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THE inaugural Fuzzy Wuzzy Angel Day – a commemoration to honour those who fought alongside and helped the Australians in World War II – has been cancelled because of a lack of money.
On a day when thousands flocked to the betting shops, lounges and hotels to back their favourite horses in the Melbourne Cup, the Government could not find the money to stage this event.
But in Sydney, NSW state parliamentarian Charlie Lynn led a memorial to honour these PNG heroes.
Yesterday was supposed to be a special day of remembrance for the 50,000 Papua New Guineans who helped Australian soldiers during World War II.
When the Government announced the creation of Fuzzy Wuzzy Angel Day last month, it said ceremonies would be held at historical sites across PNG.
But these ceremonies did not go ahead as planned because no money was provided.
Culture and Tourism Minister Charles Abel explained that the decision came too late in the year and no money had been set aside in the budget for the celebrations.
He said the Tourism Promotion Authority (TPA) and the Kokoda Track Authority (KTA) would organise an event for next year.
The plans came after the Australian government officially recognised the Angels with the release of a commemorative medallion in July.In a separate joint statement yesterday afternoon, the TPA and KTA said the deferral of formal activities this year for Fuzzy Wuzzy Angel Day was due to the short notice immediately after NEC’s approval last month to organise the event given the logistical and infrastructural challenges to host it, especially in a remote area such as Kokoda.
They vowed to take the lead in organising the events through the Ministry of Civil Aviation, Tourism, Arts and Culture.
They hoped that funding would be allocated in next year’s budget.
They said the programme then would include a remembrance service, unveiling of a memorial plaque, medal presentations, a Kokoda marathon and cultural activities.
The TPA and KTA expect the event to become a major drawcard for locals and international tourists seeking to remember the heroic actions of the Fuzzy Wuzzy Angels.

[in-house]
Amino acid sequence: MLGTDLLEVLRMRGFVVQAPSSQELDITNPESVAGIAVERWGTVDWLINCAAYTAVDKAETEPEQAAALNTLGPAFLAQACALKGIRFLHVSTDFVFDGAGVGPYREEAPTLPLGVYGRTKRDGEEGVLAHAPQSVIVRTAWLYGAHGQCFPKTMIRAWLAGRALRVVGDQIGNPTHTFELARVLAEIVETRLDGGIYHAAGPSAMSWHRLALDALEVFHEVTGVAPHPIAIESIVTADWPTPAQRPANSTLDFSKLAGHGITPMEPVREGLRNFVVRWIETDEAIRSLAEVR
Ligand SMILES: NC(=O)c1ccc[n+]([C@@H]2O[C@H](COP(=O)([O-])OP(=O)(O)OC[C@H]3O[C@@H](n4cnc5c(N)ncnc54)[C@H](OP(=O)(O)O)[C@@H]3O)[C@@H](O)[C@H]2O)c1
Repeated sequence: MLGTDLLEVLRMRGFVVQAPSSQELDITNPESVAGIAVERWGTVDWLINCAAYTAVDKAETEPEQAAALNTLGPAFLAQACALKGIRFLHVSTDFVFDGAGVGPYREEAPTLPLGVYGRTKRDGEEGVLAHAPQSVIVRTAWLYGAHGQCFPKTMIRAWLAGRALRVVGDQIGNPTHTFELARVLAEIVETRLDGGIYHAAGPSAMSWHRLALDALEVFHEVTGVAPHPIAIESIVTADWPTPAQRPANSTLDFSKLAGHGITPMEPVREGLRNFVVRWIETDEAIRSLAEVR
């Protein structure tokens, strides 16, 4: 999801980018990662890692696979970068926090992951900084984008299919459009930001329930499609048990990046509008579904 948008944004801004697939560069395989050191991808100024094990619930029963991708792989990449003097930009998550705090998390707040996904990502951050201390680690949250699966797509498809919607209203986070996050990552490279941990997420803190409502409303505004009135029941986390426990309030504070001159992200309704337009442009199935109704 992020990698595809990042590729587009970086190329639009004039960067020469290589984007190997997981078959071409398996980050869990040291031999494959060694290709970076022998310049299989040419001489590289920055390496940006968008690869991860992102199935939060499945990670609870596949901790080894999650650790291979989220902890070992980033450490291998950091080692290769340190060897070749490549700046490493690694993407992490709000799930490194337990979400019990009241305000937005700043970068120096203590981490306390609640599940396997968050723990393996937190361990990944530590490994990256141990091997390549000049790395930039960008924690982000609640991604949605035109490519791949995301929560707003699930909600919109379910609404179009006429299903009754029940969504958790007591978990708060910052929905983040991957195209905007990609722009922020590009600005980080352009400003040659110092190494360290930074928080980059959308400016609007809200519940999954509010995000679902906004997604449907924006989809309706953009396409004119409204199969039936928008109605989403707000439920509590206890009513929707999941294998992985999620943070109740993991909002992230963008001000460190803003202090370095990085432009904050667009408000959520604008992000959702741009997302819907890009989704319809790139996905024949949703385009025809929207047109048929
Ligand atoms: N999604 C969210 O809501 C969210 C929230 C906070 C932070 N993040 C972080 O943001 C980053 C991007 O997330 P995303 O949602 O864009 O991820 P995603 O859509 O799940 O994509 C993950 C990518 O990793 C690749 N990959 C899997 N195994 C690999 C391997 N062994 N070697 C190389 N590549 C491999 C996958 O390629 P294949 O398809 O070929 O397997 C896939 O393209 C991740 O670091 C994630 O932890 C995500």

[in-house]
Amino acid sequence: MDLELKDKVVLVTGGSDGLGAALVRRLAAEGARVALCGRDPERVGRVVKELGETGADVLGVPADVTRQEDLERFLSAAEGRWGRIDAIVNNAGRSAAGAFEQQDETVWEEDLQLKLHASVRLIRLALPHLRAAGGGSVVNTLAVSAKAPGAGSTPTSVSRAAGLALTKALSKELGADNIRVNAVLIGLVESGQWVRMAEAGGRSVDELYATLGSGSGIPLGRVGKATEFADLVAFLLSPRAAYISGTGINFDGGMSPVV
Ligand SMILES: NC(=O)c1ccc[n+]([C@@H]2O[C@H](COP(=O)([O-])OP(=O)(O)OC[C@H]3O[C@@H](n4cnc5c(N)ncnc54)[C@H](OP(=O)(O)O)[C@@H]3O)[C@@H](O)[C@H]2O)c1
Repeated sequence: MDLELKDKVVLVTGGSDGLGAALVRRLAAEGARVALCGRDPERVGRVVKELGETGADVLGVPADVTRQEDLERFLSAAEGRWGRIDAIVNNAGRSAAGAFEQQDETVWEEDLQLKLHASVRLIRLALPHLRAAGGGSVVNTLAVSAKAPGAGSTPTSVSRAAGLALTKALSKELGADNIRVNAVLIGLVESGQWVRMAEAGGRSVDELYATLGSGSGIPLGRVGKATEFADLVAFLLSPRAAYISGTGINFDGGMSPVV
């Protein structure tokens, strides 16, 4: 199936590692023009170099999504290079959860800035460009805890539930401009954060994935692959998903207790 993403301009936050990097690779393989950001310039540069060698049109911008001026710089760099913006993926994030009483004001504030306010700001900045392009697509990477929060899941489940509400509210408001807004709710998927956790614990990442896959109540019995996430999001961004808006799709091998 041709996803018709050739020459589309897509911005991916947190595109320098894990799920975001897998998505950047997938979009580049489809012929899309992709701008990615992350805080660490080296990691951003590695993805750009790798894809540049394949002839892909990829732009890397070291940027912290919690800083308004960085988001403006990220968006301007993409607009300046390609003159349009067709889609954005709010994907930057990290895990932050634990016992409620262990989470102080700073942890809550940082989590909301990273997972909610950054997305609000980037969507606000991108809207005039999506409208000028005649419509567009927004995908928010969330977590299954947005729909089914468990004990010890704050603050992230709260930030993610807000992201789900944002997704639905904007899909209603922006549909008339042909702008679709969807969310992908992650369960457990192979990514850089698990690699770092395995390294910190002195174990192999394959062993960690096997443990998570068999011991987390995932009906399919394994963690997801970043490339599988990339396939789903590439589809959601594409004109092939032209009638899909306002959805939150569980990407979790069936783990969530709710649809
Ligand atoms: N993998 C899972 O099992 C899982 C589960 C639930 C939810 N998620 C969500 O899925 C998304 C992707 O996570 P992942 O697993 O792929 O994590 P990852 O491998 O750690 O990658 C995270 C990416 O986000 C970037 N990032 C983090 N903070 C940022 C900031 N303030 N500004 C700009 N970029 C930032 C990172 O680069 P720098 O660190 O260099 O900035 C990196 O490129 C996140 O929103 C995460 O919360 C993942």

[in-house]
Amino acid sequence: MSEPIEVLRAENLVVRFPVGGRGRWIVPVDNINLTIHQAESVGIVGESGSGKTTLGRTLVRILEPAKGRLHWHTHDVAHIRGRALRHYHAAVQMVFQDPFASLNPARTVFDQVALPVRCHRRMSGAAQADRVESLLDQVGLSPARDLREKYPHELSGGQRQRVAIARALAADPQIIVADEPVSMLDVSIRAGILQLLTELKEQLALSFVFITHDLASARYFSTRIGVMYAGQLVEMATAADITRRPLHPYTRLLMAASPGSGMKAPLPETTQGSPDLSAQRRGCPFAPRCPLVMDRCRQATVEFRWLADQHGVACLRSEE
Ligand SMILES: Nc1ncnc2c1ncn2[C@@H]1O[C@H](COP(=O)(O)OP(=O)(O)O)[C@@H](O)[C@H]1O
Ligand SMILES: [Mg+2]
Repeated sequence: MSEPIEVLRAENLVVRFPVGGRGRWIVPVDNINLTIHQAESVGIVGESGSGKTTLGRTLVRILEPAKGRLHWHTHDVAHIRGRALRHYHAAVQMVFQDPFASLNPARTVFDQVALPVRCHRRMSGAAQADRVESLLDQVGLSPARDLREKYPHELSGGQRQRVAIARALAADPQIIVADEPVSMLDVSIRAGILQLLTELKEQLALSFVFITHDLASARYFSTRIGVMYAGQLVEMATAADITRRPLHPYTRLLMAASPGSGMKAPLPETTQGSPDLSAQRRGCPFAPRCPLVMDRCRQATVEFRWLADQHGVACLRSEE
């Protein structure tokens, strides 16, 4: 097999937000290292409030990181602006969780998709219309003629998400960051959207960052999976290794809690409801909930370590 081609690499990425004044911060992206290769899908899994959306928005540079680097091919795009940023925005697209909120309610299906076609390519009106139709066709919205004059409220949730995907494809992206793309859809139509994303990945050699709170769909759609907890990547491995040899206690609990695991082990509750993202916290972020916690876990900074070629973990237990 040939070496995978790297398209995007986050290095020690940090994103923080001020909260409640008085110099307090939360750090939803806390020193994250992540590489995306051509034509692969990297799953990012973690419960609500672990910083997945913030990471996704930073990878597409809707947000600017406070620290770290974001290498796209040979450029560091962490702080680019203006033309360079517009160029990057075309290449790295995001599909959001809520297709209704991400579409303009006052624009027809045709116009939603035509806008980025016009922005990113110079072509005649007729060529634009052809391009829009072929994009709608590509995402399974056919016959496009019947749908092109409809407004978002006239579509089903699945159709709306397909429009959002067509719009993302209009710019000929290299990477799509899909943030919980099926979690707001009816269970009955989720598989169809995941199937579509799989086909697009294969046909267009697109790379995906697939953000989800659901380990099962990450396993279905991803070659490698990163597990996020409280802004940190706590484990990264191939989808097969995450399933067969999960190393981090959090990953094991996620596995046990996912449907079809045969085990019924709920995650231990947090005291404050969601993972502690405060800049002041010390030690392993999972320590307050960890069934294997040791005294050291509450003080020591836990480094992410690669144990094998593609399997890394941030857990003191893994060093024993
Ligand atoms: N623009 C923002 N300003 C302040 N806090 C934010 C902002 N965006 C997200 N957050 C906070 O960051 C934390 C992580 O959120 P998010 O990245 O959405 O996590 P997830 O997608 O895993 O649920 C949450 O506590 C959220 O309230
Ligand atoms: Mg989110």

At the memorial in Sydney yesterday, Charlie Lynn, director of Sydney’s Kokoda Track Memorial, said: “At Gallipoli (Turkey), we fought for Britain and lost; at Kokoda we fought for Australia and won.”
Mr Lynn, who is also director of Kokoda tour operator Adventure Kokoda, was speaking after a ceremony at the Kokoda Track Memorial in Concord, western Sydney, to raise the historic Australian flag that was raised 67 years ago at Kokoda.
The flag originally fluttered above Kokoda when Diggers retook the village from Japanese forces in a turning point of World War II.
The flag was brought to Sydney by Soc Kienzle, whose late father Captain Bert Kienzle, a plantation owner at Kokoda before the outbreak of war, played a key role in organising the Fuzzy Wuzzy Angels who made the victory possible.
The flag was raised by a Kokoda veteran, alongside a PNG flag raised by a surviving Fuzzy Wuzzy Angel.
He said the Kokoda Diggers had fought in the worst conditions imaginable and forced the enemy to retreat.
“They stopped a threat which, if successful, would have exposed the entire Australian mainland to invasion,” Mr Lynn told the gathering.
“It’s been said that the first Anzacs created a nation, but Kokoda saved a nation.”
He praised the 10,000 Fuzzie Wuzzies.
“They were paid 10 shillings a month,” Mr Lynn added, “and we would have been defeated without them.”